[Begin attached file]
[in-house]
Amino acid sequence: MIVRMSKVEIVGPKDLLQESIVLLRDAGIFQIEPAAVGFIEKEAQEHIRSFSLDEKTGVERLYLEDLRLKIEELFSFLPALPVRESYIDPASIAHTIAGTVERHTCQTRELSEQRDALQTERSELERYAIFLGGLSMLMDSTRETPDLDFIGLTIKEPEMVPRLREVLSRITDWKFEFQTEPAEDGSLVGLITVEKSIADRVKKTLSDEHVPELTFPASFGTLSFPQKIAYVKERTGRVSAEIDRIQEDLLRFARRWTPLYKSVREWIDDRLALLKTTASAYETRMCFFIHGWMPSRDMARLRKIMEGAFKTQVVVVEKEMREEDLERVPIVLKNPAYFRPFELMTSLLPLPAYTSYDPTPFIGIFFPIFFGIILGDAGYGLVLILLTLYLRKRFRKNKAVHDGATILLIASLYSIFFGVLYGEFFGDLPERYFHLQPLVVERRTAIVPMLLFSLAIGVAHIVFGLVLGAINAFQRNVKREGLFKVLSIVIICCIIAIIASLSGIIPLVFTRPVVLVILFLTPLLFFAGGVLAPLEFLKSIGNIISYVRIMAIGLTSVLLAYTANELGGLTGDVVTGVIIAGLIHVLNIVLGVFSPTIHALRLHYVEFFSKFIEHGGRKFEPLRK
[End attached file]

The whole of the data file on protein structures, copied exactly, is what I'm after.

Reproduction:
[in-house]
Amino acid sequence: MIVRMSKVEIVGPKDLLQESIVLLRDAGIFQIEPAAVGFIEKEAQEHIRSFSLDEKTGVERLYLEDLRLKIEELFSFLPALPVRESYIDPASIAHTIAGTVERHTCQTRELSEQRDALQTERSELERYAIFLGGLSMLMDSTRETPDLDFIGLTIKEPEMVPRLREVLSRITDWKFEFQTEPAEDGSLVGLITVEKSIADRVKKTLSDEHVPELTFPASFGTLSFPQKIAYVKERTGRVSAEIDRIQEDLLRFARRWTPLYKSVREWIDDRLALLKTTASAYETRMCFFIHGWMPSRDMARLRKIMEGAFKTQVVVVEKEMREEDLERVPIVLKNPAYFRPFELMTSLLPLPAYTSYDPTPFIGIFFPIFFGIILGDAGYGLVLILLTLYLRKRFRKNKAVHDGATILLIASLYSIFFGVLYGEFFGDLPERYFHLQPLVVERRTAIVPMLLFSLAIGVAHIVFGLVLGAINAFQRNVKREGLFKVLSIVIICCIIAIIASLSGIIPLVFTRPVVLVILFLTPLLFFAGGVLAPLEFLKSIGNIISYVRIMAIGLTSVLLAYTANELGGLTGDVVTGVIIAGLIHVLNIVLGVFSPTIHALRLHYVEFFSKFIEHGGRKFEPLRK